Weak 2 Diamonds


Defined 2D = 6 card suit 5-11 points (or a looser style). Common in USA. Is the 2D pre-empt really worth its own entry? I believe so. Both from my own experience and from posting in r.g.b this innocent looking pre-empt is a real tricky dicky! >Nobody wants to penalise it, and there is a much greater tendency for opponents to go wrong after you have bid it.

Why does it work? Some feel that it is opponent's need to expore possible fits in both majors - putting pressure on sequences where theuy might otherwise try to stop safely. In UK there is also an unfamiliarity factor.

So well worth considering if you have no better use for the bid. But if you don't need 2D as a strong opening look at these other juicy possibilitiesfor the opening 2 diamond.

Defence 2NT = 16-18, maximally one major (system=on), suit = 5 card and natural, x = both majors


Non Standard Weak Twos - Freestyle

note Defined 5-11 points and a five+ (four even!) card suit of any quality.

Nicely termed as Abysmal Two's in Adrian Thomas's article in the WBU newsletter (spring 98) describing the bidding habits of the Principality's traditional English foe. Adrian gives requirements as roughly a five card suit of some nature, a hand with 13 cards and a dislike for placing green cards on the table. "The rules of 300 and 500 are to be replaced by 1100 and 1900". This has certainly become a common English style in recent years. CUBC made an r.g.b posting on this. It would appear that little has changed since I played there in the 70's - except now they use the Multi.2D to discriminate the rubbish from the complete rubbish!,/p>

This is an interesting point. If your partner can discriminate between 5 and 6 card two's he can use total trick theory to extend your preempt appropriately. Of course it also helps the opponents to double you. If favour of freestyle/abysmal two's you should note that five card suits are much commoner than six suiters (see EHAA below)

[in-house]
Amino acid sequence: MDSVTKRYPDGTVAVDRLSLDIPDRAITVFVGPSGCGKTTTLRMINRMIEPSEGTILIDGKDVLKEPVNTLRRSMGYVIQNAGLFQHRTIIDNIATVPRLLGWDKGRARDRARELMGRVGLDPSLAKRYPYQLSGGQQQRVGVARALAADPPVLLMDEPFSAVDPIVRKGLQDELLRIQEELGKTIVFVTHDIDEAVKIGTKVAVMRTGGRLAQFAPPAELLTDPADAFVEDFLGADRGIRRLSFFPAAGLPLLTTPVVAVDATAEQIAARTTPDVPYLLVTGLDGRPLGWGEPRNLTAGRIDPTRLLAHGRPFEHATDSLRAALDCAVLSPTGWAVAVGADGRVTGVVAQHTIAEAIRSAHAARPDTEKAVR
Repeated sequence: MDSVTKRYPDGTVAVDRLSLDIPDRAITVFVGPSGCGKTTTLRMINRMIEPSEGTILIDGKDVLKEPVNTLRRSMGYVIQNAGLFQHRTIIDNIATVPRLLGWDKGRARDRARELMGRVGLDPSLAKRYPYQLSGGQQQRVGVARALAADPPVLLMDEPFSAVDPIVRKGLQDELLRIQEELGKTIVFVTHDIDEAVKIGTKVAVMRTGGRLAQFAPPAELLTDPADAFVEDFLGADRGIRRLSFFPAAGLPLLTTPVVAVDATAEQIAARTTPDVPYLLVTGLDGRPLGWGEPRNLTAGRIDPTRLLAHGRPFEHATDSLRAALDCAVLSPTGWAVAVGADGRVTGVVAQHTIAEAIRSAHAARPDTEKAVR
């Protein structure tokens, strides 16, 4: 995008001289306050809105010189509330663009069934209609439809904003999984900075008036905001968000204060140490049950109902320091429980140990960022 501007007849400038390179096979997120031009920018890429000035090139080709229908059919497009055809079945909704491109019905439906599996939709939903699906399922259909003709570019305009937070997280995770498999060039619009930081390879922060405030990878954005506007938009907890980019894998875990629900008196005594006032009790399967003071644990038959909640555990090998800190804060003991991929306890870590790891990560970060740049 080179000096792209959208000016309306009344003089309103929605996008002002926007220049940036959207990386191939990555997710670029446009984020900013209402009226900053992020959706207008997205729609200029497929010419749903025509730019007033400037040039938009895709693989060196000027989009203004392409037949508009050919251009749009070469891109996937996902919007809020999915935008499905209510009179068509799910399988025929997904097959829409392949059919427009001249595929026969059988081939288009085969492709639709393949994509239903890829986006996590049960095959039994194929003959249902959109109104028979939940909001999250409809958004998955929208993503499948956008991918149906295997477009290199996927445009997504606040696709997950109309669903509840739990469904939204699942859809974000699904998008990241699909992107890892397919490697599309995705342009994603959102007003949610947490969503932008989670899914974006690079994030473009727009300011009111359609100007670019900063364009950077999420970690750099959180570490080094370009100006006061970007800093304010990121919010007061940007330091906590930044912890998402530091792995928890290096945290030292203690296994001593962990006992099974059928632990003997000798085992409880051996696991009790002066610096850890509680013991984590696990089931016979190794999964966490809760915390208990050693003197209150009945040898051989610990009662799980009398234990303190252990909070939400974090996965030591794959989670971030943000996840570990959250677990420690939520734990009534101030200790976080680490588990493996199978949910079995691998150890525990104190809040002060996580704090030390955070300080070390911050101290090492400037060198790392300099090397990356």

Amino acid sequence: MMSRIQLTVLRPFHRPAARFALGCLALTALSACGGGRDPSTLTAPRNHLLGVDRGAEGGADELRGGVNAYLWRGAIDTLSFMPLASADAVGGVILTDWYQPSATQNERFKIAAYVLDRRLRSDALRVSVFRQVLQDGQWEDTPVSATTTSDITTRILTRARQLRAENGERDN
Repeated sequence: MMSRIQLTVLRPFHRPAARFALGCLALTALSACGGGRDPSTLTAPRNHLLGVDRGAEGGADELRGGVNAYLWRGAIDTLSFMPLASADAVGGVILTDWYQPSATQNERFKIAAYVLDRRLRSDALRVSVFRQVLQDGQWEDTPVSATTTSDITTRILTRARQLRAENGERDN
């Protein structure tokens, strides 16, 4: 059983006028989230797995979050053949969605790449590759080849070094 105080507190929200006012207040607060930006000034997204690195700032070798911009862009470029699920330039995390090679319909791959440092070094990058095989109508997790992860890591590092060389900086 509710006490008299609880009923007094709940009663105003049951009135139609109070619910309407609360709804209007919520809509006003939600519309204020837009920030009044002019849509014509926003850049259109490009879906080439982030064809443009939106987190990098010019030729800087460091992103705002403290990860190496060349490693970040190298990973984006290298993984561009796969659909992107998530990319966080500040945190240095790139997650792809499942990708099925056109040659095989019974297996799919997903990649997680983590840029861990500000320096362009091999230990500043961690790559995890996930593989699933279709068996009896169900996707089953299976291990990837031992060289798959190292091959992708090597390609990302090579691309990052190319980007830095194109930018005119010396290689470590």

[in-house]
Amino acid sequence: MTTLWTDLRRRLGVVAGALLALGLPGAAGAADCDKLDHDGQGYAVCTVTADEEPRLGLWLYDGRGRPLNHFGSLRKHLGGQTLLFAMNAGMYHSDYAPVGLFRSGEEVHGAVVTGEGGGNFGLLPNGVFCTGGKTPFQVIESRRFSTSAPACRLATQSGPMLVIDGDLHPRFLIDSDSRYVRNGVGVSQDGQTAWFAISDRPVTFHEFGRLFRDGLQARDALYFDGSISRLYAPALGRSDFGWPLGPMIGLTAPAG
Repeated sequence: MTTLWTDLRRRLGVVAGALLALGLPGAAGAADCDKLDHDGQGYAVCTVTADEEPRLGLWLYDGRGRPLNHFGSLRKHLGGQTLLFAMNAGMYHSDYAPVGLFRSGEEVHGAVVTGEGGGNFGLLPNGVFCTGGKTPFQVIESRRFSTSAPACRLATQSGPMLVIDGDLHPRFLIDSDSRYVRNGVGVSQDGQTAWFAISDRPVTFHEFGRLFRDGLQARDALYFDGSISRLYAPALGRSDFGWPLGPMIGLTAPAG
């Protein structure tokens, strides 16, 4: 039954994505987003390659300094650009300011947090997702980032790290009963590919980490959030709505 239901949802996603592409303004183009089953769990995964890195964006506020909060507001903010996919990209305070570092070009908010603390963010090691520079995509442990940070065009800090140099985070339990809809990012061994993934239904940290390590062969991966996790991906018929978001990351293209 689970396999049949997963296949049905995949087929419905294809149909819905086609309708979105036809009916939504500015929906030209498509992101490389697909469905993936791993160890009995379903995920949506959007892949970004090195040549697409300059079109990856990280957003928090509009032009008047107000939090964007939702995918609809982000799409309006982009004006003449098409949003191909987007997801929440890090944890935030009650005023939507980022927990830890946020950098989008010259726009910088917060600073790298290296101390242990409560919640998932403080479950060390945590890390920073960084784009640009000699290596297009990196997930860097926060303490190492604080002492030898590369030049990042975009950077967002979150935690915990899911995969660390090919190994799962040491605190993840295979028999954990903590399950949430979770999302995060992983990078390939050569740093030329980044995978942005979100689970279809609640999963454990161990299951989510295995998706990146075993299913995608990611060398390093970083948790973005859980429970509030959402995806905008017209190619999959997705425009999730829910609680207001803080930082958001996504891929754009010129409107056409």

frequency about 6.45 for the majors. Say 9% including diamonds (without 4cM)

Licences The EBU definition used to be Natural, 5+ cards, 'rule of 22 or less', but the new Orange Book is much less restrictive. So long as you do not mix weak and strong hands and hold at least 4 cards in the suit bid, you can do this right down to level 2 (God help them!) Rule of 22 still applies and your partner must explore game if his hand justifies it opposite a decent pre-empt.

Defence We defend them just as standard weak two's, but might convert a double to penalty more often


Non Standard Weak Twos - EHAA

note Defined Every Hand An Adventure! Freestyle weak twos in all four suits!

The American EHAA style incorporates such weak two's (in all four suits) as part of it's structure and suggests opening all 6-12 point five card suits without reference to quality. This seems similar to the style above but EHAA proponents stress the benefit of getting to your own contract fast, at the loss of calculated total trick based raises. This is a pairs system but works equally well at point-a-board (rare in UK).

A EHAA summary is available online for the interested giving both SAKQJxxxxxx and Sxxxxx as acceptable suits!

Simple responses including 2NT are not forcing. There is a brief book on EHAA by Eric Landau and Randall Baron giving more detail. (USA bridgeurs should note that EHAA also incorporates a nippy 10-12 notrump).

Frequency Around 13% (2H/2S). 25% for full Monty EHAA in four suits. The less standard your method the commoner it becomes!

Pro points Basically a disruptive weapon. Psychic in some hands, although with such a wide range psyching is difficult!

Against In response it is hard to sort out the good from the bad or ugly. Some do this only in 3rd position or NV

Defence See standard methods. There is a case for playing a penalty double, in which case you may find Hackett defence useful.

Every Hand An Adventure - Devyn Press (USA) 1996, ISBN 0-939460-61-0

Benjamin (weak major two's retaining Strong Twos)

note Method
  • 2C = 8 tricks in an nspecified suit, or rebid 2NT to show 19-20 balanced
  • 2D = Game force type or a 23-24 point 2NT
  • 2H/S = a weak two in a style of your choice!
  • 2NT = 21-22 balanced
    No trump ranges vary - some divide the 20-24 range between just two 2NT's and play the third as either 3-suited or a both minors preempt

Responses Opposite GF 2D most play a 2H negative. Over the weaker 2C a 2D relay approach is better - it allows opener to show either major. These may then be treated as forcing, or otherwise.